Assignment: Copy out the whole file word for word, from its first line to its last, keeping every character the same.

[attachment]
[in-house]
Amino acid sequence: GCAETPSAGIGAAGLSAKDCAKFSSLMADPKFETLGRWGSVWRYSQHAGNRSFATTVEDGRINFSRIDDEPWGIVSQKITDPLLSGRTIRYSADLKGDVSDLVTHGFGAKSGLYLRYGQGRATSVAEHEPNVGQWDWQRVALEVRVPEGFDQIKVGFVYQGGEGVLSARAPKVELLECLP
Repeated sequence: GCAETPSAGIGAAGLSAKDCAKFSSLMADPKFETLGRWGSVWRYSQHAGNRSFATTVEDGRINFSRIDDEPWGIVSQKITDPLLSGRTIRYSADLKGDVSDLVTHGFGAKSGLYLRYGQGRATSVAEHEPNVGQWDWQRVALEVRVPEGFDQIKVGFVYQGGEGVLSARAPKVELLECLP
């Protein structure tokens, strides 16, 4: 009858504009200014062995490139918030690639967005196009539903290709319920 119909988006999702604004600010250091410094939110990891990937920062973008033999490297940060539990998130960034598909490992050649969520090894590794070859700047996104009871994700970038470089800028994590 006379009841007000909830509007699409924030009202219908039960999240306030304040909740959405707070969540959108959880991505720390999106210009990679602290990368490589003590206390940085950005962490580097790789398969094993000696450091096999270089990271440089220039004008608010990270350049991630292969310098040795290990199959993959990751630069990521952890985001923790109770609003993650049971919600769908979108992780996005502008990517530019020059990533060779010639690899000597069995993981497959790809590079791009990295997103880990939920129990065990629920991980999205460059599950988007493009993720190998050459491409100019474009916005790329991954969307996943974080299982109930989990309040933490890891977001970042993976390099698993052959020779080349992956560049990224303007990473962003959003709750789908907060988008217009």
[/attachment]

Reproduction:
[in-house]
Amino acid sequence: GCAETPSAGIGAAGLSAKDCAKFSSLMADPKFETLGRWGSVWRYSQHAGNRSFATTVEDGRINFSRIDDEPWGIVSQKITDPLLSGRTIRYSADLKGDVSDLVTHGFGAKSGLYLRYGQGRATSVAEHEPNVGQWDWQRVALEVRVPEGFDQIKVGFVYQGGEGVLSARAPKVELLECLP
Repeated sequence: GCAETPSAGIGAAGLSAKDCAKFSSLMADPKFETLGRWGSVWRYSQHAGNRSFATTVEDGRINFSRIDDEPWGIVSQKITDPLLSGRTIRYSADLKGDVSDLVTHGFGAKSGLYLRYGQGRATSVAEHEPNVGQWDWQRVALEVRVPEGFDQIKVGFVYQGGEGVLSARAPKVELLECLP
């Protein structure tokens, strides 16, 4: 009858504009200014062995490139918030690639967005196009539903290709319920 119909988006999702604004600010250091410094939110990891990937920062973008033999490297940060539990998130960034598909490992050649969520090894590794070859700047996104009871994700970038470089800028994590 006379009841007000909830509007699409924030009202219908039960999240306030304040909740959405707070969540959108959880991505720390999106210009990679602290990368490589003590206390940085950005962490580097790789398969094993000696450091096999270089990271440089220039004008608010990270350049991630292969310098040795290990199959993959990751630069990521952890985001923790109770609003993650049971919600769908979108992780996005502008990517530019020059990533060779010639690899000597069995993981497959790809590079791009990295997103880990939920129990065990629920991980999205460059599950988007493009993720190998050459491409100019474009916005790329991954969307996943974080299982109930989990309040933490890891977001970042993976390099698993052959020779080349992956560049990224303007990473962003959003709750789908907060988008217009």